Waterflooding is still the most common method used worldwide for improving oil recovery, either after production by primary mechanisms or at early stages of the field lifetime.

During the waterflooding process, injectivity decline can occur due to rock and fluids characteristics, well geometry, and formation damage caused by fines migration, salt precipitation and by solids and oil particles present in water entrainment. One of the best ways to avoid injectivity decline is the Injection with Fracture Propagation Pressure (IFPP).

In this work a methodology for modeling fracture propagation is presented, as well as the sweep efficiency effects due to IFPP, using an in-house geo-mechanical simulator combined with a commercial reservoir simulator.

The simulations show that the impact on oil recovery due to IFPP can be high, depending on injection pressure, fracture propagation velocity and direction, type of well (vertical or horizontal), well pattern, distance injector-producer and starting time of IFPP. By the other hand, the impact of injectivity loss on the Net Present Value may be high, so that the benefits of injection rate maintenance with IFPP can overcome a possible negative impact on sweep efficiency.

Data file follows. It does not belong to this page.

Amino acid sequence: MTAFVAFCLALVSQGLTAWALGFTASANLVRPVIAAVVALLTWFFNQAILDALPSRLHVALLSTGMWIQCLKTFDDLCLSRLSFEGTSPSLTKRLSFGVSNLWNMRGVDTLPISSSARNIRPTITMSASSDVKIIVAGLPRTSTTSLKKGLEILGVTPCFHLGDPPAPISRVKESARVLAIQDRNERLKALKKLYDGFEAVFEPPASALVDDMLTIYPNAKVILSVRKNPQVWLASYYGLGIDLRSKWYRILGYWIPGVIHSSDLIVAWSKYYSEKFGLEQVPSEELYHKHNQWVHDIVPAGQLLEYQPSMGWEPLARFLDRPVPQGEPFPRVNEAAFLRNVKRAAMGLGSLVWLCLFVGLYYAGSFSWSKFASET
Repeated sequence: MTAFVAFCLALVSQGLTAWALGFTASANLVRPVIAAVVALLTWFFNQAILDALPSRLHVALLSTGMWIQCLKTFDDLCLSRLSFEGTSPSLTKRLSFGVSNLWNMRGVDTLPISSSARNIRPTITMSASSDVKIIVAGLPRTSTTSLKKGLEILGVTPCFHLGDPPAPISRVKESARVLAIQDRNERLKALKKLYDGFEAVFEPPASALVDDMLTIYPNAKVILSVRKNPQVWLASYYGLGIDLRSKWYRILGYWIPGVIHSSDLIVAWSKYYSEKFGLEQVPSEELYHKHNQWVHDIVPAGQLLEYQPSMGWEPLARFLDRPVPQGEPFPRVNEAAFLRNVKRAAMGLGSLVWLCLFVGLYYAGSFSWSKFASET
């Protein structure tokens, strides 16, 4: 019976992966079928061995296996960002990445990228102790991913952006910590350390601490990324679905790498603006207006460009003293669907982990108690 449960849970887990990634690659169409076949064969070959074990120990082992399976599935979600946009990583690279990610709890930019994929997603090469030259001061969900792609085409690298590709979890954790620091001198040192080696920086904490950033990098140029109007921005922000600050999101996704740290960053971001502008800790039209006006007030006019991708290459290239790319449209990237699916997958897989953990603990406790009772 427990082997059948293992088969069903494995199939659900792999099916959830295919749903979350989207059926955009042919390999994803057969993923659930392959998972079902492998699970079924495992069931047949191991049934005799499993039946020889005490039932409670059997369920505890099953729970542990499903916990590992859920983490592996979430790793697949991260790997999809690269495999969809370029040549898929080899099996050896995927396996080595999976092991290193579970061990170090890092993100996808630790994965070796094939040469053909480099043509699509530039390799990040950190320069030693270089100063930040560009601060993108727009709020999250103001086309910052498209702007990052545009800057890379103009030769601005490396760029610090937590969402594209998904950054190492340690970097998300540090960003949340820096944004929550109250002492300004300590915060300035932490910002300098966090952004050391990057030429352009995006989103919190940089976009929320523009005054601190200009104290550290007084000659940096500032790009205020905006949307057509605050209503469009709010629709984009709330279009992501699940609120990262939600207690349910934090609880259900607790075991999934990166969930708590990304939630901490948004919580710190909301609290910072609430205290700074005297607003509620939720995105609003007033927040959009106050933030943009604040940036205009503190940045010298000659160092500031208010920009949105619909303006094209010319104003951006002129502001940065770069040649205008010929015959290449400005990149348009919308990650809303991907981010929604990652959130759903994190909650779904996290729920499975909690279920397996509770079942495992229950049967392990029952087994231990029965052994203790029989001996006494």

The conclusions point out to the importance of knowing the geo-mechanic reservoir characteristics in order to choose well type, injection pattern and well spacing, so that the benefits of IFPP can be completely achieved.

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